Blog Archives

Legislative Updates
Hawaii Senate Committees Finalized

The Hawaii State Senate has finalized their committee assignments for the 2017 legislative session.  The committees will be chaired as follows:

Ways and Means:  Jill Tokuda
Commerce and Consumer Protection:  Roz Baker
Judiciary and Labor:  Gil Keith-Agaran
Economic Development, Tourism and Technology:  Glenn Wakai
Agriculture and Environment Committee:  Mike Gabbard
Education:  Michelle Kidani
Government Operations:  Donna Kim
Hawaiian Affairs:  Maile Shimabukuro
Higher Education:  Kal Kahele
Housing Committee:  Will Espero
Human Services:  Josh Green
Public Safety, Intergovernmental and Military Affairs:  Clarence Nishihara
Transportation and Energy:  Lorraine Inouye
Water and Land:  Karl Rhoads

 
Hawaii State House Finalizes Committee Assignments

The Hawaii State House of Representatives recently finalized their committee assignments for the 2017 legislative session.  Here are some of the committee assignments that may be of interest to employers:

Consumer Protection & Commerce (CPC)
Chair:  Angus McKelvey
Vice Chair:  Linda Ichiyama

Economic Development & Business (EDB)
Chair:  Mark Nakashima (former Labor Chair)
Vice Chair:  Jarrett Keohokalole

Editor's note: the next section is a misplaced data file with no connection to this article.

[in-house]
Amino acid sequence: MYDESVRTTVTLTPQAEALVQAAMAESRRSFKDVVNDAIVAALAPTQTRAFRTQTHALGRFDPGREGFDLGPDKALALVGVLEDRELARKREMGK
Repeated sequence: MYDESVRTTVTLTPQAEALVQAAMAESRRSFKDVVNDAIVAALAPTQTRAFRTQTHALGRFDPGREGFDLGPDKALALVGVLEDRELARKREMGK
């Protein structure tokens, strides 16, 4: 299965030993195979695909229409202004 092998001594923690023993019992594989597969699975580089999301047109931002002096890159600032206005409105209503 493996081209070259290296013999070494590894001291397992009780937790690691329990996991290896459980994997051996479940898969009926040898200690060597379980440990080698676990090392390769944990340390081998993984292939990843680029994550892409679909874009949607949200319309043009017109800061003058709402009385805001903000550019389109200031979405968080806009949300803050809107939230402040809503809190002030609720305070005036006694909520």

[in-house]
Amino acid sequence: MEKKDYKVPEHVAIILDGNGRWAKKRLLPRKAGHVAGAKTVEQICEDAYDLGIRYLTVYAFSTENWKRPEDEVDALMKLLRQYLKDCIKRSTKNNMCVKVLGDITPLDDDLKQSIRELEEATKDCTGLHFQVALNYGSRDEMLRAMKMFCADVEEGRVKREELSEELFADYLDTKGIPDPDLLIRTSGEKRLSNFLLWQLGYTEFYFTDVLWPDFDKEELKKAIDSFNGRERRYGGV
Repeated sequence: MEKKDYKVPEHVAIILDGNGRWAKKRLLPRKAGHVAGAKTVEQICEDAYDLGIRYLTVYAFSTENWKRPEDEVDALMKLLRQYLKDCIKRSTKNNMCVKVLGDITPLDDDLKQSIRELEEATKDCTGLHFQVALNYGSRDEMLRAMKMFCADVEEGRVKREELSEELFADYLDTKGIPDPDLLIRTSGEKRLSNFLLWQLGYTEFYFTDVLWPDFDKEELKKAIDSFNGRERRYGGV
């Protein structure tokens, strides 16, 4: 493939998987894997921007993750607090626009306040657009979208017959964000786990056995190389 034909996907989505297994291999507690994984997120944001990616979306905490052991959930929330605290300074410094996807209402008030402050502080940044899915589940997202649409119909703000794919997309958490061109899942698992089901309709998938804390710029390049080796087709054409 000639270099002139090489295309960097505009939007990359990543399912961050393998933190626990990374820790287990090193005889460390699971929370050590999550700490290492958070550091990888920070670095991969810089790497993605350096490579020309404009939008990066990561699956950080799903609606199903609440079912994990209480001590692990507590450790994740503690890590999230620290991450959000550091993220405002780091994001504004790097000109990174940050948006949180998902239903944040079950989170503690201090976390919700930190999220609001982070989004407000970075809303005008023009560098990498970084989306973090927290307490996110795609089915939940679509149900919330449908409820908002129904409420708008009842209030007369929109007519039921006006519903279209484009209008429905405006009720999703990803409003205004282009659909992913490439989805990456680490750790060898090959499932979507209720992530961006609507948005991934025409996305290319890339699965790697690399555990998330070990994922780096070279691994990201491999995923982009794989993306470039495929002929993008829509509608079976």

Finance (FIN)
Chair:  Sylvia Luke
Vice Chair:  Ty Cullen

Health (HLT)
Chair:  Della Au Belatti
Vice Chair:  Bert Kobayashi

Judiciary (JUD)
Chair:  Scott Nishimoto
Vice Chair:  Joy San Buenaventura

Labor & Public Employment
Chair:  Aaron Johanson
Vice Chair:  Daniel Holt

 
Leadership Assignments at the Capitol Mostly Still the Same

The election cycle is finally over and the nation’s politicians are starting to prepare for the next round of lawmaking.  At the local level, the Hawaii State Senate and House of Representatives recently announced their leadership structure for the upcoming legislative session.

kouchi_souki

The Senate reaffirmed Ron Kouchi as Senate President and the House retained Joe Souki as Speaker.  Other leadership posts in both chambers will remain mostly the same:

For the Senate:

President:  Ron Kouchi
Vice President:  Michelle Kidani (former Education Chair)
Majority Floor Leader:  Will Espero (former Vice President)
Majority Leader:  Kalani English
Majority Caucus Leader:  Brickwood Galuteria
Majority Whip:  Donovan Dela Cruz

Ways and Means Chair:  Jill Tokuda
Commerce and Consumer Protection:  Roz Baker
Judiciary and Labor:  Gil Keith-Agaran
Human Services Commitee:  Josh Green (former Majority Floor Leader/Whip)

(Other Senate committee chairs have not yet been finalized.)

For the House of Representatives:

Speaker:  Joe Souki
Vice Speaker:  John Mizuno
Majority Leader:  Scott Saiki
Majority Floor Leader:  Cindy Evans
Majority Whip:  Ken Ito
Assistant Majority Leaders:  Roy Takumi, Chris Lee and Dee Morikawa
Majority Policy Leader (new position):  Marcus Oshiro
Speaker Emeritus:  Calvin Say

(No House committee chairs have been announced.)

 
Two Lawsuits and Several Bills Challenging the DOL’s New FLSA Rules

UPDATE:  OMG!  Contrary to very-widely-held speculation, a federal district court actually did issue a preliminary injunction against the new FLSA rules!  And, the injunction applies nationwide!  Click here for further details:  Nationwide Injunction Imposed Against New FLSA Rules